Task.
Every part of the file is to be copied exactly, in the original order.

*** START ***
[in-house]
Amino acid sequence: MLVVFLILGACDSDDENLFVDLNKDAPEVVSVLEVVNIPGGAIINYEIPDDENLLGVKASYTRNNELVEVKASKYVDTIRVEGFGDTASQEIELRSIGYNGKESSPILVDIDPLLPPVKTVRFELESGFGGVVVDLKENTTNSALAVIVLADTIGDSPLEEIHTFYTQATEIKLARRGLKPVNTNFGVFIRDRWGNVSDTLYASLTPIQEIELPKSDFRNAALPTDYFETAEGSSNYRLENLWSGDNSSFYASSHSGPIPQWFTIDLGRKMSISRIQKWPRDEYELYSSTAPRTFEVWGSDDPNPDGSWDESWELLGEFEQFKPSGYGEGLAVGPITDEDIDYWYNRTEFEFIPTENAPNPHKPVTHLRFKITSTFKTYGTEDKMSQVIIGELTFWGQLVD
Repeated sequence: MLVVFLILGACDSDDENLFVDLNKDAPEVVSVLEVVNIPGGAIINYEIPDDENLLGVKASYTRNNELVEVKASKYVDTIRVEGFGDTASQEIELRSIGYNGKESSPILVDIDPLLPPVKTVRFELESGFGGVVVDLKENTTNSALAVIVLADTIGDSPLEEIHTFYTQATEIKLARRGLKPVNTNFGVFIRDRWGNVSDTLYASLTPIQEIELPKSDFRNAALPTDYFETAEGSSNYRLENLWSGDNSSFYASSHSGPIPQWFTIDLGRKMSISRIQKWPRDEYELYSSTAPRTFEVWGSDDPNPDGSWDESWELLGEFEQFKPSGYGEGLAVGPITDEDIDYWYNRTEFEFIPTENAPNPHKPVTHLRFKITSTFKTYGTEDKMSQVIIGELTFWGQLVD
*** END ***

[in-house]
Amino acid sequence: MLVVFLILGACDSDDENLFVDLNKDAPEVVSVLEVVNIPGGAIINYEIPDDENLLGVKASYTRNNELVEVKASKYVDTIRVEGFGDTASQEIELRSIGYNGKESSPILVDIDPLLPPVKTVRFELESGFGGVVVDLKENTTNSALAVIVLADTIGDSPLEEIHTFYTQATEIKLARRGLKPVNTNFGVFIRDRWGNVSDTLYASLTPIQEIELPKSDFRNAALPTDYFETAEGSSNYRLENLWSGDNSSFYASSHSGPIPQWFTIDLGRKMSISRIQKWPRDEYELYSSTAPRTFEVWGSDDPNPDGSWDESWELLGEFEQFKPSGYGEGLAVGPITDEDIDYWYNRTEFEFIPTENAPNPHKPVTHLRFKITSTFKTYGTEDKMSQVIIGELTFWGQLVD
Repeated sequence: MLVVFLILGACDSDDENLFVDLNKDAPEVVSVLEVVNIPGGAIINYEIPDDENLLGVKASYTRNNELVEVKASKYVDTIRVEGFGDTASQEIELRSIGYNGKESSPILVDIDPLLPPVKTVRFELESGFGGVVVDLKENTTNSALAVIVLADTIGDSPLEEIHTFYTQATEIKLARRGLKPVNTNFGVFIRDRWGNVSDTLYASLTPIQEIELPKSDFRNAALPTDYFETAEGSSNYRLENLWSGDNSSFYASSHSGPIPQWFTIDLGRKMSISRIQKWPRDEYELYSSTAPRTFEVWGSDDPNPDGSWDESWELLGEFEQFKPSGYGEGLAVGPITDEDIDYWYNRTEFEFIPTENAPNPHKPVTHLRFKITSTFKTYGTEDKMSQVIIGELTFWGQLVD